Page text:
LISLE, Ill. (March 2, 2022) – More than 180,000 New Jersey households are currently facing the news that their homes are being served by lead services lines that will ultimately need to be replaced. The Water Quality Association offers support and resources that can help consumers understand issues associated with lead contamination and methods of home water treatment.
WQA offers easy-to-understand information on lead – including a video, “Five Things to Know About Lead” – on its consumer website, Better Water Today. Consumers also can access Frequently Asked Questions about lead or download a technical fact sheet through the association’s website, wqa.org.
WQA also offers the expertise and guidance of its technical staff and water treatment providers.
A reported 186,830 households – about 6% of New Jersey’s total – received certified letters from their local water departments recently in response to a new state law that requires community water systems to inventory lead service lines and replace them all within 10 years. The water companies are responsible for determining how to pay the costs of replacing the pipes from the main to the residence.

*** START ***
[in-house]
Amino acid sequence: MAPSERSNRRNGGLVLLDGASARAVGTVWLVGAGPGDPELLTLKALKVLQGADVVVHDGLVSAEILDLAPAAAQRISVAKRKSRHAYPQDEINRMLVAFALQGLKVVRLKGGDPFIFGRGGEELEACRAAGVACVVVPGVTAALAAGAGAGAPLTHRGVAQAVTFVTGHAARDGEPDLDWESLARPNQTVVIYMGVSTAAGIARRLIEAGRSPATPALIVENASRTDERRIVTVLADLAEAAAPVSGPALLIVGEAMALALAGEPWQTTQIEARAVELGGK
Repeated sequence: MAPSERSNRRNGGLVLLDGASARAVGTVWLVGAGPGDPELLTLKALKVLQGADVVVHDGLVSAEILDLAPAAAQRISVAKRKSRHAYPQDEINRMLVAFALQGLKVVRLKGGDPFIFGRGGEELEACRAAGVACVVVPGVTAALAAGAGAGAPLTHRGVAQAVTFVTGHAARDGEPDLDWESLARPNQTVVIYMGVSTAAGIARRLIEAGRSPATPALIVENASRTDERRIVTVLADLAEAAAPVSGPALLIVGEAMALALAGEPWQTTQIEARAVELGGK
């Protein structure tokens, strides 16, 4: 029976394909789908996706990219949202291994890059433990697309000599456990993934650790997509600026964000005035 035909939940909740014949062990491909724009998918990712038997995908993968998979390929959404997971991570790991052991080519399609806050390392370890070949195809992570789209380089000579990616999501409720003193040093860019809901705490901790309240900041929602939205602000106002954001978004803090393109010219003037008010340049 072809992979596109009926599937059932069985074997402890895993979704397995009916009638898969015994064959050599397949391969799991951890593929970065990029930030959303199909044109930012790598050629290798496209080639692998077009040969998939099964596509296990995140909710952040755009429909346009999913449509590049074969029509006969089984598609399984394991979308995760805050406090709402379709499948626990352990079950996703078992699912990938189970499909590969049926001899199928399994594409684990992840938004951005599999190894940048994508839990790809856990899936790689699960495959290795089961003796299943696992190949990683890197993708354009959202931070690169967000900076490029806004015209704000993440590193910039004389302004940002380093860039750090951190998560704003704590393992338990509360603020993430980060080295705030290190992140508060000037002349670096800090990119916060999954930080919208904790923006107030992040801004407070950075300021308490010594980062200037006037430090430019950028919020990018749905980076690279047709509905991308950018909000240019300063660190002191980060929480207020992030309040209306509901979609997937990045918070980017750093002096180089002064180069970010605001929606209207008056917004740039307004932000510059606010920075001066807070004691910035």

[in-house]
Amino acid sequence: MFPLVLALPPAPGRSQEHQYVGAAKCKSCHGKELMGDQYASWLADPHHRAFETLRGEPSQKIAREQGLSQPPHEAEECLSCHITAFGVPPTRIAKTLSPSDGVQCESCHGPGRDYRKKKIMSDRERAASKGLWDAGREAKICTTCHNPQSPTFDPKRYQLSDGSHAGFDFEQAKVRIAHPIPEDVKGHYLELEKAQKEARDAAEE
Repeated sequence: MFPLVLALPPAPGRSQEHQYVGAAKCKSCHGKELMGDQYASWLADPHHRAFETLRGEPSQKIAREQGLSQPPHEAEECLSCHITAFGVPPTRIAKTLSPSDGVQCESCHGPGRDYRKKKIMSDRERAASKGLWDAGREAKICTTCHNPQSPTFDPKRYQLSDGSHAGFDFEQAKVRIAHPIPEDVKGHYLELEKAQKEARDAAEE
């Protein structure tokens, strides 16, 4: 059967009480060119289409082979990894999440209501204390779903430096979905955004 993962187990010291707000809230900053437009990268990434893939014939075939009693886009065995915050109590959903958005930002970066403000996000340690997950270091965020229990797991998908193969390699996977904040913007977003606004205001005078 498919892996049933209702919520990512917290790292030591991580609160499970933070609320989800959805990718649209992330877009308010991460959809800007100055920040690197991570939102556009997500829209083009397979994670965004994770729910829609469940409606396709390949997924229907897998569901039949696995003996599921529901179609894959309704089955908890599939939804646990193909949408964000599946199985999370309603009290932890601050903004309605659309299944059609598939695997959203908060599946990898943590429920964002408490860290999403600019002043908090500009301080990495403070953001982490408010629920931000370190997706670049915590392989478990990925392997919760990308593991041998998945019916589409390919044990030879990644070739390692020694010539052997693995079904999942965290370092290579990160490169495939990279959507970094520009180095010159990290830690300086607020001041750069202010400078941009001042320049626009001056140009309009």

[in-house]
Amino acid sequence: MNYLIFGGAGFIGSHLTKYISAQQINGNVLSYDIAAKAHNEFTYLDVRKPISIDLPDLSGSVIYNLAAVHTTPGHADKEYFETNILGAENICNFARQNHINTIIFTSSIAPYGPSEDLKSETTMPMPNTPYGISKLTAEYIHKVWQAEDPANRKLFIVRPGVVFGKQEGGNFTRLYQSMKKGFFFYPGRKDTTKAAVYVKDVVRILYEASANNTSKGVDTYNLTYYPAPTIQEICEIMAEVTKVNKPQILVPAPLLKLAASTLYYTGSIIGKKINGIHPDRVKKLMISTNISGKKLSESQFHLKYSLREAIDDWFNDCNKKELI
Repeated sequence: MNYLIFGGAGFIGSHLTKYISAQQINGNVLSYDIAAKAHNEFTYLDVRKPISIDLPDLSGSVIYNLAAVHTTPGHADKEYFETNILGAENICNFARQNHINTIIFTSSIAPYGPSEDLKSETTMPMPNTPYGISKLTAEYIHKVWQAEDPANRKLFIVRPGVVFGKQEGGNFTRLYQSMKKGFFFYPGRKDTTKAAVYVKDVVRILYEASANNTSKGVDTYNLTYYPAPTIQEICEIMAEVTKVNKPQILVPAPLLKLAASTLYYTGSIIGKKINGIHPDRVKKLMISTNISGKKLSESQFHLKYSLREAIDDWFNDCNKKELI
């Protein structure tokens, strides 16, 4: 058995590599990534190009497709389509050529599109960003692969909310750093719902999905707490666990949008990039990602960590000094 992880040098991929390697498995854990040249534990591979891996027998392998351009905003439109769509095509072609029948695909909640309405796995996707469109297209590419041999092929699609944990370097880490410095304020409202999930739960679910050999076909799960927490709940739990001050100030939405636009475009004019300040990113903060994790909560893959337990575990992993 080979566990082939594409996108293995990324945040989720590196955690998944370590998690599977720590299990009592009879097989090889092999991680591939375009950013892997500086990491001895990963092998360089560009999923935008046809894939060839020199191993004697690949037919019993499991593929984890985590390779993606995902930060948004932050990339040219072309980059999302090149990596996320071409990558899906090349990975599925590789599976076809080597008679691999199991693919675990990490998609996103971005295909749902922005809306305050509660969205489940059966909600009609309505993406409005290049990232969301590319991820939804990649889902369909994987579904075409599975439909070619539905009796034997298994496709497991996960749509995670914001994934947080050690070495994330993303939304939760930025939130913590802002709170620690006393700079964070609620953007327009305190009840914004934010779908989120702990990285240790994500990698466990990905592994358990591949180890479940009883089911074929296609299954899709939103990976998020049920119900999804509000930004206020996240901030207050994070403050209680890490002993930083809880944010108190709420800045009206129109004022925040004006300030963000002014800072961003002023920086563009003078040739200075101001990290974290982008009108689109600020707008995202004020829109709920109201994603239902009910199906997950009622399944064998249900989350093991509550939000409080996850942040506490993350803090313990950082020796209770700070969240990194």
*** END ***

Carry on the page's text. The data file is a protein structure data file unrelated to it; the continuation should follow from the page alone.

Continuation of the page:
New Jersey officials point out that just because a home’s pipes have been associated with lead does not mean that lead has leached into that home’s water. However, drinking water that meets federal guidelines for safety when it leaves a municipal treatment facility travels through miles of service lines on its way to homes, and lead can leach from lead service lines and connections, from lead solder used in copper piping, and from brass fixtures and fittings.
WQA recommends homeowners served by lead lines have their water tested at the point of use to determine if leaching has occurred. A local water treatment expert can perform the testing and recommend products that can improve a home’s drinking water quality.
Lead poisoning often shows no symptoms; however, signs such as irritability, weight loss, vomiting, constipation, or stomach pain could occur. Young children and pregnant women are at the greatest risk, even from short-term exposure. Scientists agree there is no safe level of lead in drinking water.
Home water treatment products are considered the preferred method for lead reduction in cases where lead is found in the home’s supply. However, products, devices, and systems currently on the market may differ widely in their effectiveness in treating specific contaminants, and performance may vary from application to application. Selection of a particular device or system for health contaminant reduction such as lead should be made only after verifying that the product has been independently tested and certified for the specific contaminant to be reduced, the specific application proposed and the amount of contaminant reduction that is required.